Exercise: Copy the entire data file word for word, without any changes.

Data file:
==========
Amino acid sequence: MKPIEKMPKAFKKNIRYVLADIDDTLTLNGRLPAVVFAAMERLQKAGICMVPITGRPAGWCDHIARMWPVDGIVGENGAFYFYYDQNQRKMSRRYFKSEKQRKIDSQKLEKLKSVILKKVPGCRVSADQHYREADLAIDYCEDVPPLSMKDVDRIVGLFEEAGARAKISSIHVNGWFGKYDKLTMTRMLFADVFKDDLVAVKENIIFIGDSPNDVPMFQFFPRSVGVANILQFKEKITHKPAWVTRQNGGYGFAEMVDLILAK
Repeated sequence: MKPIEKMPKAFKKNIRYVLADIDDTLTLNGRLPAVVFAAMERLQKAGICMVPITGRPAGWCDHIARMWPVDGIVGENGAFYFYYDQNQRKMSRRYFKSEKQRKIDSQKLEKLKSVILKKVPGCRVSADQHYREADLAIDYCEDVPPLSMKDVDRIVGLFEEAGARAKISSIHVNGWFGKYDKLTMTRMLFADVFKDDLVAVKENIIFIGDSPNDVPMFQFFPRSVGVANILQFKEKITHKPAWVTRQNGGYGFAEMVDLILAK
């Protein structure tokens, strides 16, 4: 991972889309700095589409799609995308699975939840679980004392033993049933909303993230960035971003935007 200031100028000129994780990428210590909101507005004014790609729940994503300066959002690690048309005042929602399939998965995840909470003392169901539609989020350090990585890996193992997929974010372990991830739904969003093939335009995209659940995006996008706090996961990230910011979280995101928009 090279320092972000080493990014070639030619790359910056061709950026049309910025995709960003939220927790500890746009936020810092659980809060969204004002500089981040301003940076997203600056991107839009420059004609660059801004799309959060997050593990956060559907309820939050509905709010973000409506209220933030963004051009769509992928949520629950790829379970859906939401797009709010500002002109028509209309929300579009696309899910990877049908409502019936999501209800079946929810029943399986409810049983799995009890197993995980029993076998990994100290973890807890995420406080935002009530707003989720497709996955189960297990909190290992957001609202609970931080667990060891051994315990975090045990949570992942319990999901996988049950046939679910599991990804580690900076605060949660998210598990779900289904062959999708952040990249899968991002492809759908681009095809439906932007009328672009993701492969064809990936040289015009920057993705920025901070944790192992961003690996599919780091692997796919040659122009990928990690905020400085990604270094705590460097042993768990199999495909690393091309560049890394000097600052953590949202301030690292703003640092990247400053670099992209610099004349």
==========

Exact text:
Amino acid sequence: MKPIEKMPKAFKKNIRYVLADIDDTLTLNGRLPAVVFAAMERLQKAGICMVPITGRPAGWCDHIARMWPVDGIVGENGAFYFYYDQNQRKMSRRYFKSEKQRKIDSQKLEKLKSVILKKVPGCRVSADQHYREADLAIDYCEDVPPLSMKDVDRIVGLFEEAGARAKISSIHVNGWFGKYDKLTMTRMLFADVFKDDLVAVKENIIFIGDSPNDVPMFQFFPRSVGVANILQFKEKITHKPAWVTRQNGGYGFAEMVDLILAK
Repeated sequence: MKPIEKMPKAFKKNIRYVLADIDDTLTLNGRLPAVVFAAMERLQKAGICMVPITGRPAGWCDHIARMWPVDGIVGENGAFYFYYDQNQRKMSRRYFKSEKQRKIDSQKLEKLKSVILKKVPGCRVSADQHYREADLAIDYCEDVPPLSMKDVDRIVGLFEEAGARAKISSIHVNGWFGKYDKLTMTRMLFADVFKDDLVAVKENIIFIGDSPNDVPMFQFFPRSVGVANILQFKEKITHKPAWVTRQNGGYGFAEMVDLILAK
């Protein structure tokens, strides 16, 4: 991972889309700095589409799609995308699975939840679980004392033993049933909303993230960035971003935007 200031100028000129994780990428210590909101507005004014790609729940994503300066959002690690048309005042929602399939998965995840909470003392169901539609989020350090990585890996193992997929974010372990991830739904969003093939335009995209659940995006996008706090996961990230910011979280995101928009 090279320092972000080493990014070639030619790359910056061709950026049309910025995709960003939220927790500890746009936020810092659980809060969204004002500089981040301003940076997203600056991107839009420059004609660059801004799309959060997050593990956060559907309820939050509905709010973000409506209220933030963004051009769509992928949520629950790829379970859906939401797009709010500002002109028509209309929300579009696309899910990877049908409502019936999501209800079946929810029943399986409810049983799995009890197993995980029993076998990994100290973890807890995420406080935002009530707003989720497709996955189960297990909190290992957001609202609970931080667990060891051994315990975090045990949570992942319990999901996988049950046939679910599991990804580690900076605060949660998210598990779900289904062959999708952040990249899968991002492809759908681009095809439906932007009328672009993701492969064809990936040289015009920057993705920025901070944790192992961003690996599919780091692997796919040659122009990928990690905020400085990604270094705590460097042993768990199999495909690393091309560049890394000097600052953590949202301030690292703003640092990247400053670099992209610099004349």